"Ask before you write," warns Basso

Ivan Basso

Ivan Basso (Image credit: Anthony Tan)

By Anthony Tan in Sestri Levante

At the end of yesterday's press conference in Pontedera, maglia rosa Ivan Basso got a little fired up, something rarely seen from the 28 year-old Italian.

Questions and answers were bounced to and fro for the first fifteen minutes or so, talking about his second place in the 50 kilometre time trial, how confident he is, and the distance between stage winner Ullrich and himself, which he said was something he'd rather not think about right now. "For the moment, I'm not concerned about it and I don't want to think about it, because this Giro is taking me a lot of energy each day. I'm happy with my time trial and I did better than I thought," Basso said.

Talking about his growing legion of fans was also discussed: "Ten years ago, I was asking Gianni Bugno for an autograph in July; now it's normal that whenever I can, I give autographs and stay a little bit with my supporters.

"For example, this morning, I saw two cyclo-tourists out on the road and I said, 'Ciao, come stai?' [Hi, how are you?] and they were really happy. I did nothing, but they will be happy for the rest of the Giro. It's only normal that if I have time, I dedicate some of that to my supporters and to the public."

Another anecdote was his visit to the University of Ferrara, where former rider turned TV commentator Davide Cassani goes once a month to give a lecture to students studying sports medicine, bringing along a champion sportsman as a special guest. One time, Cassani came with Basso, who brought along his SRM readings and showed the class his entire training sessions. Francesco Conconi, a professor and director at the university, also happened to be around, saying that Basso's engine was one of the best he'd seen.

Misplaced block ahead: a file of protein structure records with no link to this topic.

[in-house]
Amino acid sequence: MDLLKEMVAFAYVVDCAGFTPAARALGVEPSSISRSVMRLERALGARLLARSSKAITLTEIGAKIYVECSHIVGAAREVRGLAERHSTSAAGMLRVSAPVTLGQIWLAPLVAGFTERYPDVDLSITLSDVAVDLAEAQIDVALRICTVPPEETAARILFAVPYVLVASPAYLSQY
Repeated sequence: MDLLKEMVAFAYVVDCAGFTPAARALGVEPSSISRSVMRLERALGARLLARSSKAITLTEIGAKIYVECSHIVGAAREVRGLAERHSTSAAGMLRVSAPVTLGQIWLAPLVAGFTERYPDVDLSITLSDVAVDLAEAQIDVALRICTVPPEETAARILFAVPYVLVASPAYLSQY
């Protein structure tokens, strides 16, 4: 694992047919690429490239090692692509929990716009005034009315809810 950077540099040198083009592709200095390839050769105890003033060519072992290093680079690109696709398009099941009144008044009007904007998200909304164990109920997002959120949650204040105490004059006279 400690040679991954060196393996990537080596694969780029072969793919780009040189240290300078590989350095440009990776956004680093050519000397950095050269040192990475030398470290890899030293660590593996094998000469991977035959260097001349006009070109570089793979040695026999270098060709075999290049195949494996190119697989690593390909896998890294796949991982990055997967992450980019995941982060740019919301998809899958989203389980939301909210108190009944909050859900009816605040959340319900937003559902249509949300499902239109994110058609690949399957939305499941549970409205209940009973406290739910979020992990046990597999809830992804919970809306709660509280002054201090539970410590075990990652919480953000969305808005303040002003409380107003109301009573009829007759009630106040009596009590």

But that's when Basso remembered something he'd recently read in a newspaper, which said he was still working with one Luigi Cecchini, a publicity-shy preparatore who has quietly worked with some of the biggest names in cycling, including Michele Bartoli, Alessandro Petacchi, Jan Ullrich and Damiano Cunego. His name was also involved in the doping case surrounding another Italian doctor, Michele Ferrari, but was dropped in 2001 due to a lack of evidence.

Cecchini was also Bjarne Riis' preparatore for a number of years, which saw the tall Dane triumph in the 1996 Tour de France. When Riis set up Team CSC, he hired the now 62 year-old Italian to help formulate individual training programs for his riders and assist with training methods, but as the relationship between Basso and Riis developed, the former's contact with Cecchini became less frequent. Around July last year, Basso terminated his cooperation with him.

"Before you write that, come and ask me, because I don't work with Cecchini," he said tersely. "I work with Bjarne Riis and my preparatore is Riis. If journalists come and see us training, they will see the way we work and our philosophy, and you will see how we are working.

"I don't like to read statements [about myself] that aren't true - ask before you write."

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